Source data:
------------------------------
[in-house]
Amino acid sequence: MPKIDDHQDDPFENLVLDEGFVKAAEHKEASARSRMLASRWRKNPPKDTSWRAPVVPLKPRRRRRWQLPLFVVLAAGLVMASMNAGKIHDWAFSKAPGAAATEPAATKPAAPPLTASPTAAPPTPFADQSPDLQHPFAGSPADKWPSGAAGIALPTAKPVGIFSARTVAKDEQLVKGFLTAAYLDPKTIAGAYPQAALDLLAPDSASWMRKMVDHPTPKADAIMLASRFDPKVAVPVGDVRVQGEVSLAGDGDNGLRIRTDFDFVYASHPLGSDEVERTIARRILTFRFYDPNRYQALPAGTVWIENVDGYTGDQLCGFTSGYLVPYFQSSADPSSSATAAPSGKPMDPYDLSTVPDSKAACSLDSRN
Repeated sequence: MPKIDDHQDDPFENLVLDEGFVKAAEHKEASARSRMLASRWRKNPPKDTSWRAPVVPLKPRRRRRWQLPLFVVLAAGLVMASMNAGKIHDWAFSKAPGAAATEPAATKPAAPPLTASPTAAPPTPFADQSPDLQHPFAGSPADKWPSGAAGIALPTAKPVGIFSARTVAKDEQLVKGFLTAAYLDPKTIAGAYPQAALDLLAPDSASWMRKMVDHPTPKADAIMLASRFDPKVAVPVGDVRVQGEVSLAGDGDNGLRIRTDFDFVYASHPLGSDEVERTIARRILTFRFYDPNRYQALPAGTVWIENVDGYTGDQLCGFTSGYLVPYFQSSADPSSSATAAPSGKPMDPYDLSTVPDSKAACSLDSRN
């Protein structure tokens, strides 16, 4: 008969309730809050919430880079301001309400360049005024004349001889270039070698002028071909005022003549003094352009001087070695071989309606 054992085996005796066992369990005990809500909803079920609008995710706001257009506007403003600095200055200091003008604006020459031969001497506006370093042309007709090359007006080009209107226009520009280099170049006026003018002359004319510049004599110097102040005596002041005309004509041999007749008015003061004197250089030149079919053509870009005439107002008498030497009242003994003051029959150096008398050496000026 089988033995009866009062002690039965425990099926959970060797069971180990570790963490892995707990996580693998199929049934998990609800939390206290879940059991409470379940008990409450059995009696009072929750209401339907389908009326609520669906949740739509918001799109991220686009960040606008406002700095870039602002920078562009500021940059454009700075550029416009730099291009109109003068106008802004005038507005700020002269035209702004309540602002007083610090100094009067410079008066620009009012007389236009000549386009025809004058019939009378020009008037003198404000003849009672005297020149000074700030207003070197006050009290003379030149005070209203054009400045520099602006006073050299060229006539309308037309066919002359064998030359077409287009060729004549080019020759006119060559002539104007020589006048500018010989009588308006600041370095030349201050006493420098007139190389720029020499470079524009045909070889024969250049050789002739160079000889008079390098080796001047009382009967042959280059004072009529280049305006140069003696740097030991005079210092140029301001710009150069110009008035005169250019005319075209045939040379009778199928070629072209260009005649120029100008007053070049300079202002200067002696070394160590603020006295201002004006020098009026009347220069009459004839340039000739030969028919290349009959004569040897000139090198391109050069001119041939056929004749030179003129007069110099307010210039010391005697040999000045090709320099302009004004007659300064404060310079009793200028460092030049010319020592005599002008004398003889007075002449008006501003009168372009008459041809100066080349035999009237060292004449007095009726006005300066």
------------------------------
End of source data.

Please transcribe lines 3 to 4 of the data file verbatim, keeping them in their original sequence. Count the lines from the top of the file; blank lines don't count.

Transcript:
Repeated sequence: MPKIDDHQDDPFENLVLDEGFVKAAEHKEASARSRMLASRWRKNPPKDTSWRAPVVPLKPRRRRRWQLPLFVVLAAGLVMASMNAGKIHDWAFSKAPGAAATEPAATKPAAPPLTASPTAAPPTPFADQSPDLQHPFAGSPADKWPSGAAGIALPTAKPVGIFSARTVAKDEQLVKGFLTAAYLDPKTIAGAYPQAALDLLAPDSASWMRKMVDHPTPKADAIMLASRFDPKVAVPVGDVRVQGEVSLAGDGDNGLRIRTDFDFVYASHPLGSDEVERTIARRILTFRFYDPNRYQALPAGTVWIENVDGYTGDQLCGFTSGYLVPYFQSSADPSSSATAAPSGKPMDPYDLSTVPDSKAACSLDSRN
């Protein structure tokens, strides 16, 4: 008969309730809050919430880079301001309400360049005024004349001889270039070698002028071909005022003549003094352009001087070695071989309606 054992085996005796066992369990005990809500909803079920609008995710706001257009506007403003600095200055200091003008604006020459031969001497506006370093042309007709090359007006080009209107226009520009280099170049006026003018002359004319510049004599110097102040005596002041005309004509041999007749008015003061004197250089030149079919053509870009005439107002008498030497009242003994003051029959150096008398050496000026 089988033995009866009062002690039965425990099926959970060797069971180990570790963490892995707990996580693998199929049934998990609800939390206290879940059991409470379940008990409450059995009696009072929750209401339907389908009326609520669906949740739509918001799109991220686009960040606008406002700095870039602002920078562009500021940059454009700075550029416009730099291009109109003068106008802004005038507005700020002269035209702004309540602002007083610090100094009067410079008066620009009012007389236009000549386009025809004058019939009378020009008037003198404000003849009672005297020149000074700030207003070197006050009290003379030149005070209203054009400045520099602006006073050299060229006539309308037309066919002359064998030359077409287009060729004549080019020759006119060559002539104007020589006048500018010989009588308006600041370095030349201050006493420098007139190389720029020499470079524009045909070889024969250049050789002739160079000889008079390098080796001047009382009967042959280059004072009529280049305006140069003696740097030991005079210092140029301001710009150069110009008035005169250019005319075209045939040379009778199928070629072209260009005649120029100008007053070049300079202002200067002696070394160590603020006295201002004006020098009026009347220069009459004839340039000739030969028919290349009959004569040897000139090198391109050069001119041939056929004749030179003129007069110099307010210039010391005697040999000045090709320099302009004004007659300064404060310079009793200028460092030049010319020592005599002008004398003889007075002449008006501003009168372009008459041809100066080349035999009237060292004449007095009726006005300066």